The template rendering the return value would need to make sense of “tags” (it would inject them wholesale into the HEAD). Obviously, other strategies for rendering HEAD tags can be devised using the result of get_widget_resources, this is just an example.

deform.Field.get_widget_resources() uses a resource registry to map requirement names to resource paths. If deform.Field.get_widget_resources() cannot resolve a requirement name, or it cannot find a set of resources related to the supplied version of the requirement name, an ValueError will be raised. When this happens, it means that the resource registry associated with the form cannot resolve a requirement name or version. When this happens, a resource registry that knows about the requirement will need to be associated with the form explicitly, e.g.:

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registry = deform.widget.ResourceRegistry()
registry.set_js_resources('requirement', 'ver', 'bar.js', 'baz.js')
registry.set_css_resources('requirement', 'ver', 'foo.css', 'baz.css')

form = Form(schema, resource_registry=registry)
resources = form.get_widget_resources()
js_resources = resources['js']
css_resources = resources['css']
js_links = [ 'http://my.static.place/%s' % r for r in js_resources ]
css_links = [ 'http://my.static.place/%s' % r for r in css_resources ]
js_tags = ['<script type="text/javascript" src="%s"></script>' % link
           for link in js_links]
css_tags = ['<link type="text/css" href="%s"/>' % link
           for link in css_links]
tags = js_tags + css_tags
return {'form':form.render(), 'tags':tags}

An alternate default resource registry can be associated with all forms by calling the deform.Field.set_default_resource_registry() class method:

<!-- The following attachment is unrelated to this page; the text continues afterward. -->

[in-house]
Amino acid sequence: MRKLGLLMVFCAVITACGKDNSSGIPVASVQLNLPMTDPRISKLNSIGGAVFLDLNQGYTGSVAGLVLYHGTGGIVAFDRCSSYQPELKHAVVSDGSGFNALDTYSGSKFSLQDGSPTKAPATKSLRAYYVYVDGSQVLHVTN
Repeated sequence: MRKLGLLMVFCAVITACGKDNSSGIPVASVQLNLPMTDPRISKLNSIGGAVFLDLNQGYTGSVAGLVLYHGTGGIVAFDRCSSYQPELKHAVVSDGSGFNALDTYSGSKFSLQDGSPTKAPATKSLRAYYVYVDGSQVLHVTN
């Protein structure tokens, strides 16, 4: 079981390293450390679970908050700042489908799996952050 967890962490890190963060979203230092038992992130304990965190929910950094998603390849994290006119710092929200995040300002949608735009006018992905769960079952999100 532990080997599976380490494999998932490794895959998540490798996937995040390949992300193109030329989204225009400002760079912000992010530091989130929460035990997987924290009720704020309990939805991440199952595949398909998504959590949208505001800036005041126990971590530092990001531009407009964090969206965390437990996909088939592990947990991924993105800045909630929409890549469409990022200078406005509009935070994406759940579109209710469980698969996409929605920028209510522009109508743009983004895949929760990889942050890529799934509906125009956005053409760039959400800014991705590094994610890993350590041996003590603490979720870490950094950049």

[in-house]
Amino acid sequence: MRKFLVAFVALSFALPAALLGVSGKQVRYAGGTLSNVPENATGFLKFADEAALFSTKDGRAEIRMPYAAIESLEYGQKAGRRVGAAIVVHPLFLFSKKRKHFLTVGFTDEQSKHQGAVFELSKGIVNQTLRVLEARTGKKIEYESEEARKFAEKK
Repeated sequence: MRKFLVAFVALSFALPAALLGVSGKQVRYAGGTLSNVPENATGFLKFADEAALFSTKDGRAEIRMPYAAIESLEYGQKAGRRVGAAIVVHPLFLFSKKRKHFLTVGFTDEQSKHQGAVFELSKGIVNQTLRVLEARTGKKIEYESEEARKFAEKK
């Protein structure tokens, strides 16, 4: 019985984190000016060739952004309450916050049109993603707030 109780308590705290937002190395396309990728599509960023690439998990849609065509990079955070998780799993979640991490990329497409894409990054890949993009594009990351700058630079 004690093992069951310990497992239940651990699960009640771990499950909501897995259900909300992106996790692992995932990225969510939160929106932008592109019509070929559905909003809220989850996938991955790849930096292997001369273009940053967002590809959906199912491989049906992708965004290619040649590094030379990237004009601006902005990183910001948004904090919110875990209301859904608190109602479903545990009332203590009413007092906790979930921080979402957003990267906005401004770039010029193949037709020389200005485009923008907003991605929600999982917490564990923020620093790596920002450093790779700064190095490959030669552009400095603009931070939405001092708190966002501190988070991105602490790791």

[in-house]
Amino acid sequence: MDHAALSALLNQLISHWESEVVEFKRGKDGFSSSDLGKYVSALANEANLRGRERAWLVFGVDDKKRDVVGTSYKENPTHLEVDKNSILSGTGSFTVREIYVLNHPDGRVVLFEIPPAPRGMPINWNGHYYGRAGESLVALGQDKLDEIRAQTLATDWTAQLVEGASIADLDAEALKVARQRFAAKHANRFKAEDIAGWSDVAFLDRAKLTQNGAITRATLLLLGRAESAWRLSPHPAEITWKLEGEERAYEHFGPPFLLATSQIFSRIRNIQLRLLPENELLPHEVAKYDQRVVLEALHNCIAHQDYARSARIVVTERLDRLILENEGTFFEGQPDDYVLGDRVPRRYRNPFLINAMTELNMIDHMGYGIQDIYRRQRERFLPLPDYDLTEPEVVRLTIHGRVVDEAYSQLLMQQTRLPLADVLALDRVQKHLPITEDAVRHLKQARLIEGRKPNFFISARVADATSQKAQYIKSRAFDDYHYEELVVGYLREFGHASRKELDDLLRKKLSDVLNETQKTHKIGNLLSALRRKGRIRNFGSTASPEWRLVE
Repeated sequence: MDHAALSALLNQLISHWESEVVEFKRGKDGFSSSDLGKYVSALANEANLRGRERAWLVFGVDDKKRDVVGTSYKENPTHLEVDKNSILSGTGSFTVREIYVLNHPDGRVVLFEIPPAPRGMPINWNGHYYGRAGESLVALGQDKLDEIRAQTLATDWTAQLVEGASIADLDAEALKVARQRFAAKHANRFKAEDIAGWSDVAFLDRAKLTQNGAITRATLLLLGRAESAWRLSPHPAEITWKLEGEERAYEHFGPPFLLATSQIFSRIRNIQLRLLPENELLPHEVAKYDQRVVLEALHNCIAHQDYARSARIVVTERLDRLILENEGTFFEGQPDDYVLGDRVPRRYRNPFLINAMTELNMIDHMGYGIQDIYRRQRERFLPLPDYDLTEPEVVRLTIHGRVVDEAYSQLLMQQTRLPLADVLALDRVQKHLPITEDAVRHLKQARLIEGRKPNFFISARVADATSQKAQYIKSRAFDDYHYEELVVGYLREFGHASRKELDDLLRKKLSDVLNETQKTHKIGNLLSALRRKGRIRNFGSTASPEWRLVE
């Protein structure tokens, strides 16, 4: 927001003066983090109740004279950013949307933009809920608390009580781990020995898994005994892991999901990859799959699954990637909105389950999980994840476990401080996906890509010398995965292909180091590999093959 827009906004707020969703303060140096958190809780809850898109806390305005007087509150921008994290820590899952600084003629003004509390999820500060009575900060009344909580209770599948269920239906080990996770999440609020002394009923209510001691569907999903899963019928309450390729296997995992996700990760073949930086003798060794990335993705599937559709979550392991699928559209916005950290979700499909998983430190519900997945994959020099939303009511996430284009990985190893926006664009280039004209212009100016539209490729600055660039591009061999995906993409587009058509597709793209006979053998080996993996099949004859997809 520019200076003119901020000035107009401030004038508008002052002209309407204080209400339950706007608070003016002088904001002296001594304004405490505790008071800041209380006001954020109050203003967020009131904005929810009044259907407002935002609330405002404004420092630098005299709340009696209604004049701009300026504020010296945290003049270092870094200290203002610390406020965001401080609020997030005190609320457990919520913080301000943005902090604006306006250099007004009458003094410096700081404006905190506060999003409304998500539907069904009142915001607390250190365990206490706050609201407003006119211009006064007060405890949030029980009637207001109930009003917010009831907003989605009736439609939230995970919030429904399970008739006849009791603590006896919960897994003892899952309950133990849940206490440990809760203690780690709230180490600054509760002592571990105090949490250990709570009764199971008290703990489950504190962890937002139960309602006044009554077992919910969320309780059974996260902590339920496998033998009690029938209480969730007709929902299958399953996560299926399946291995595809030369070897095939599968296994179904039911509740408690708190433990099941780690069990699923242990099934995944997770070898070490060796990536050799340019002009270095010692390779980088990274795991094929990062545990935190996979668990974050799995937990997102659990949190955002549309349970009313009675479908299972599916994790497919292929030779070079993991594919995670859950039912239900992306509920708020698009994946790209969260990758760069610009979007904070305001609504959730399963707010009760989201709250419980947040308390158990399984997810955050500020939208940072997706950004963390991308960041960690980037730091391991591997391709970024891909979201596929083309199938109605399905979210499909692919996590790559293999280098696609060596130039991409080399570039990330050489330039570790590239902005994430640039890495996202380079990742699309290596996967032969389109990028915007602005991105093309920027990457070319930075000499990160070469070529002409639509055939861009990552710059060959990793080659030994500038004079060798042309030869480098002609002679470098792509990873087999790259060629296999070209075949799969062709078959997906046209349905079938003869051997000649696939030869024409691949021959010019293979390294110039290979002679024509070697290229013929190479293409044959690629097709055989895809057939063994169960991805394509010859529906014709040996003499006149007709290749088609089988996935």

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registry = deform.widget.ResourceRegistry()
registry.set_js_resources('requirement', 'ver', 'bar.js', 'baz.js')
registry.set_css_resources('requirement', 'ver', 'foo.css', 'baz.css')
Form.set_default_resource_registry(registry)

This will result in the registry registry being used as the default resource registry for all form instances created after the call to set_default_resource_registry, hopefully allowing resource resolution to work properly again.

See also the documentation of the resource_registry argument in deform.Field and the documentation of deform.widget.ResourceRegistry.

Specifying Widget Requirements

When creating a new widget, you may specify its requirements by using the requirements attribute:

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from deform.widget import Widget

class MyWidget(Widget):
    requirements = ( ('jquery', '1.4.2'), )

There are no hard-and-fast rules about the composition of a requirement name. Your widget’s docstring should explain what its requirement names mean, and how map to the logical requirement name to resource paths within a a resource registry. For example, your docstring might have text like this: “This widget uses a library name of jquery.tools in its requirements list. The name jquery.tools implies that the JQuery Tools library must be loaded before rendering the HTML page containing any form which uses this widget; JQuery Tools depends on JQuery, so JQuery should also be loaded. The widget expects JQuery Tools version X.X (as specified in the version field), which expects JQuery version X.X to be loaded previously.”. It might go on to explain that a set of resources need to be added to a resource registry in order to resolve the logical jquery.tools name to a set of relative resource paths, and that the resulting custom resource registry should be used when constructing the form. The default resource registry (deform.widget.resource_registry) does not contain resource mappings for your newly-created requirement.

Writing Your Own Widget

Writing a Deform widget means creating an object that supplies the notional Widget interface, which is described in the deform.widget.Widget class documentation. The easiest way to create something that implements this interface is to create a class which inherits directly from the deform.widget.Widget class itself.